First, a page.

Southern fried chicken

There’s a mysterious colonel down our street who sells this by the bucketful. Given the complexity of the Deep South of the US, there are many variations of this much-loved regional dish. Here’s a beginner’s version to try out.

Southern fried chicken
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To make southern fried chicken for six hungry diners, you will need:

  • 12 chicken thighs, bone in, skin on
  • 2 teaspoons freshly ground black pepper
  • 2 teaspoons coarse salt
  • 2 teaspoons ground paprika
  • 2 teaspoons onion powder
  • 2 teaspoons garlic powder
  • 1 teaspoon freshly ground dried chillies
  • 3 cups plain flour
  • 3 cups sunflower or canola oil
  • ½ cup bacon fat
  • Red Tabasco on demand for each diner 

The big deal here is learning how to deep-fry. Use a cast iron Dutch oven with a lid as your basic equipment and buy a cooking thermometer that reads up to 200°C. Be alert and careful – hot oil is dangerous. We begin with the preparation of the chicken thighs. Pour the flour and all the dried seasoning ingredients into a large Ziploc bag. Seal it and shake to evenly distribute the contents. Add the thighs, reseal the bag and shake again to lightly coat the raw chicken with the seasoned flour.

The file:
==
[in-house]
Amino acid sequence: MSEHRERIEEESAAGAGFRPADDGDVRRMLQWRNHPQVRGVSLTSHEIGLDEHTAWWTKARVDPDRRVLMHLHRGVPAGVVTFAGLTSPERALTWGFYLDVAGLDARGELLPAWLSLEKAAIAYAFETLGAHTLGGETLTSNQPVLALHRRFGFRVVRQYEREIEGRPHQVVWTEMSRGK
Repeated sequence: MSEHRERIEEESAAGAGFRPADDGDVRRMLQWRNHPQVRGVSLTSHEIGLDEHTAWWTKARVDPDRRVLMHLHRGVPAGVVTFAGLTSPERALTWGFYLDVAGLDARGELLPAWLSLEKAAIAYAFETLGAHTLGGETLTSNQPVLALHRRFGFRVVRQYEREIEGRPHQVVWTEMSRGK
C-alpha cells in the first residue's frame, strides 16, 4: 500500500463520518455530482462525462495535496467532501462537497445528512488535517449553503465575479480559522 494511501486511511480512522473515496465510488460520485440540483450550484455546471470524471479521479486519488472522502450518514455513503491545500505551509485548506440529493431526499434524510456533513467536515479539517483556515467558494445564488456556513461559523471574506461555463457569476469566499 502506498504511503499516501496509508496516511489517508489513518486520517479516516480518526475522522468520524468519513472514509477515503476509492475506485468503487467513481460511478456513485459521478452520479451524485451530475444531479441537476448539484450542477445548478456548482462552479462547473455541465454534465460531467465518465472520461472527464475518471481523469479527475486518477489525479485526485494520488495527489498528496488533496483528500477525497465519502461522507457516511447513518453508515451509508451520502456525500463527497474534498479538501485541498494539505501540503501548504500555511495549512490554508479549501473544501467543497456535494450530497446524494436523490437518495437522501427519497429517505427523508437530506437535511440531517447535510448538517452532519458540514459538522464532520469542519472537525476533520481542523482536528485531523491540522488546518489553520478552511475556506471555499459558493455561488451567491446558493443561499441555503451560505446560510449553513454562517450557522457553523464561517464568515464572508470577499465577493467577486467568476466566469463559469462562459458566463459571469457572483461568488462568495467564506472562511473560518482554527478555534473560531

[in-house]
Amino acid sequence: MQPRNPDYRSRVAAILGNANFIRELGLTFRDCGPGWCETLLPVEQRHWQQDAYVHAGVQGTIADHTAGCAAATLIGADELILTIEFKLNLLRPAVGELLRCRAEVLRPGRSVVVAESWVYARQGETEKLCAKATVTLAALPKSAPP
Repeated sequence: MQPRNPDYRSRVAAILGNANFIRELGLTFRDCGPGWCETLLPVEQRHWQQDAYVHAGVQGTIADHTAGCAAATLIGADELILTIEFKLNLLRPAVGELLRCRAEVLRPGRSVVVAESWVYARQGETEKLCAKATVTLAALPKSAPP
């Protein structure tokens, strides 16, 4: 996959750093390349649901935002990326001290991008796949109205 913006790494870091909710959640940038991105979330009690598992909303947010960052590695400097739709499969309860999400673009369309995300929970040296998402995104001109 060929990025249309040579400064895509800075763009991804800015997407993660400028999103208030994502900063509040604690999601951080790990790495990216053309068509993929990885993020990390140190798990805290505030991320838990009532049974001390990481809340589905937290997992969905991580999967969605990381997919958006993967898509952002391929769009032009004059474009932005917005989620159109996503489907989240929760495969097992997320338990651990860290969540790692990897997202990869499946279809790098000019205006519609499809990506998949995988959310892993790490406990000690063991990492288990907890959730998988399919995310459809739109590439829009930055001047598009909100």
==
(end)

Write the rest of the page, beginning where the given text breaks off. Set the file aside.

Now for the high heat and drama. Pour the sunflower or canola oil (never extra virgin olive oil), as well as the bacon fat, into the Dutch oven. If bacon fat is not what you want, replace it with an equivalent volume of sunflower or canola oil. However, think twice before doing this, as bacon fat adds splendid complexity to the final outcome.

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Clip the thermometer to the side of the pot and, on medium heat, carefully bring the oil temperature up to 180°C. Be vigilant during the entire process and do not let the oil get hotter than this.

Use long-handled braai tongs to add three thighs to the oil. You will need to cook in batches to maintain the right temperature. Cook each side for four minutes, turning the thighs four times. The last time, do this with the lid on. Remove from the pot and let them drain on fresh paper towels. Continue cooking in batches until the thighs are done. Switch off the heat and let the chicken pieces cool for 15 minutes before serving.

Side-order time! Well folks, what have we got that’s better than the colonel’s? Let me suggest mashed sweet potato mixed with butter and a teaspoon of coarse Dijon-style mustard.

For greens, lightly boiled beans dressed with a little hot butter add their own special magic to the mix, as does a fresh green salad. Instead of lettuce, try a combination of watercress, baby spinach leaves and rocket. Add a cup or two of tiny tomatoes (the size of marbles), chopped spring onion tops and radishes for colour and crunch.

A hearty, satisfying meal. Keep the recipe your secret!